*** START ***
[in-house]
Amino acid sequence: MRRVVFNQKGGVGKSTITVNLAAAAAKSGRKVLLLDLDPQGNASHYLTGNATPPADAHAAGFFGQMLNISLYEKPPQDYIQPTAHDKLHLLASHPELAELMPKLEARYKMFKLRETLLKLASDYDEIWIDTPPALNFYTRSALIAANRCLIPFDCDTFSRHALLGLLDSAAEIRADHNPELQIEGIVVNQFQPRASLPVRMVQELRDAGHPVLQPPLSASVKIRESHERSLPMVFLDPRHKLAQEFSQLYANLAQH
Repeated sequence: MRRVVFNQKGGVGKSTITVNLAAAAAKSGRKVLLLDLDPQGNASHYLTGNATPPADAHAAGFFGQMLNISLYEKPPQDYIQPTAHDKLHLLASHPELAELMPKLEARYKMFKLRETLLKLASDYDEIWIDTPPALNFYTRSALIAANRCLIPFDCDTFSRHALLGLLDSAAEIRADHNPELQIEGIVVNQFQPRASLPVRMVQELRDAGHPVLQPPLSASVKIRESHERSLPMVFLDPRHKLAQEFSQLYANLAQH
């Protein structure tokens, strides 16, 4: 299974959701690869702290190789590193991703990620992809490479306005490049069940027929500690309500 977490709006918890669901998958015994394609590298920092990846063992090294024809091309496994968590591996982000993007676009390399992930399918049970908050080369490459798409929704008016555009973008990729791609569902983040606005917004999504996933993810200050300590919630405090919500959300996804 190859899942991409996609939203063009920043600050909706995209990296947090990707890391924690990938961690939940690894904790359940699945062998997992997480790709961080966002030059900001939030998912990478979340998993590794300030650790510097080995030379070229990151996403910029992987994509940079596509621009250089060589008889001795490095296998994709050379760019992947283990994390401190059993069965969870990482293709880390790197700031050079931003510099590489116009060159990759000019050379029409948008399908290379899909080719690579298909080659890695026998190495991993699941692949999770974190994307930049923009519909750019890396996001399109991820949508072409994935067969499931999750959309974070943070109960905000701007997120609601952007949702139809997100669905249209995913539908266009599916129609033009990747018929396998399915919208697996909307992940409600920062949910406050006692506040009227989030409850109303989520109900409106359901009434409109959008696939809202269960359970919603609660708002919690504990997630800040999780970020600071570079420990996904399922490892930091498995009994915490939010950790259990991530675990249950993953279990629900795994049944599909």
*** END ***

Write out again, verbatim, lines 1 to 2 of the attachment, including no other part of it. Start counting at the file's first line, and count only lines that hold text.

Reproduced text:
[in-house]
Amino acid sequence: MRRVVFNQKGGVGKSTITVNLAAAAAKSGRKVLLLDLDPQGNASHYLTGNATPPADAHAAGFFGQMLNISLYEKPPQDYIQPTAHDKLHLLASHPELAELMPKLEARYKMFKLRETLLKLASDYDEIWIDTPPALNFYTRSALIAANRCLIPFDCDTFSRHALLGLLDSAAEIRADHNPELQIEGIVVNQFQPRASLPVRMVQELRDAGHPVLQPPLSASVKIRESHERSLPMVFLDPRHKLAQEFSQLYANLAQH